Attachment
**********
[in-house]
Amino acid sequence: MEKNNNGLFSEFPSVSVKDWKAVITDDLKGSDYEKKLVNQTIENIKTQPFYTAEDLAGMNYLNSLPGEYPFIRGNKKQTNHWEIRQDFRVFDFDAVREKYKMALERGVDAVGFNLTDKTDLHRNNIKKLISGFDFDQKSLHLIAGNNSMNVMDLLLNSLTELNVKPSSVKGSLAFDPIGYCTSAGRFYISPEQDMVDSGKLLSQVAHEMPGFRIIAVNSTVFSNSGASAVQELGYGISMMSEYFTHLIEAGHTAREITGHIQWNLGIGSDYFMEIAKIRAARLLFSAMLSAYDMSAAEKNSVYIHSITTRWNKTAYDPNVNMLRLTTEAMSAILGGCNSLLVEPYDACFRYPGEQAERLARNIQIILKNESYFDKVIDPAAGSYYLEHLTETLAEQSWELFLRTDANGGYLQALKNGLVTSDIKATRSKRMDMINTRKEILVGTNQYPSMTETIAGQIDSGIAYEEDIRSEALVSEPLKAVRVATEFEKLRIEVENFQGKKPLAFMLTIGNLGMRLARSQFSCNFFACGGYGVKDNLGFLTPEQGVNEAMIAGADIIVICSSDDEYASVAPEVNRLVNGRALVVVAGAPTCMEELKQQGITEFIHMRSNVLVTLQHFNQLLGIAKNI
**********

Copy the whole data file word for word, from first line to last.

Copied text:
[in-house]
Amino acid sequence: MEKNNNGLFSEFPSVSVKDWKAVITDDLKGSDYEKKLVNQTIENIKTQPFYTAEDLAGMNYLNSLPGEYPFIRGNKKQTNHWEIRQDFRVFDFDAVREKYKMALERGVDAVGFNLTDKTDLHRNNIKKLISGFDFDQKSLHLIAGNNSMNVMDLLLNSLTELNVKPSSVKGSLAFDPIGYCTSAGRFYISPEQDMVDSGKLLSQVAHEMPGFRIIAVNSTVFSNSGASAVQELGYGISMMSEYFTHLIEAGHTAREITGHIQWNLGIGSDYFMEIAKIRAARLLFSAMLSAYDMSAAEKNSVYIHSITTRWNKTAYDPNVNMLRLTTEAMSAILGGCNSLLVEPYDACFRYPGEQAERLARNIQIILKNESYFDKVIDPAAGSYYLEHLTETLAEQSWELFLRTDANGGYLQALKNGLVTSDIKATRSKRMDMINTRKEILVGTNQYPSMTETIAGQIDSGIAYEEDIRSEALVSEPLKAVRVATEFEKLRIEVENFQGKKPLAFMLTIGNLGMRLARSQFSCNFFACGGYGVKDNLGFLTPEQGVNEAMIAGADIIVICSSDDEYASVAPEVNRLVNGRALVVVAGAPTCMEELKQQGITEFIHMRSNVLVTLQHFNQLLGIAKNI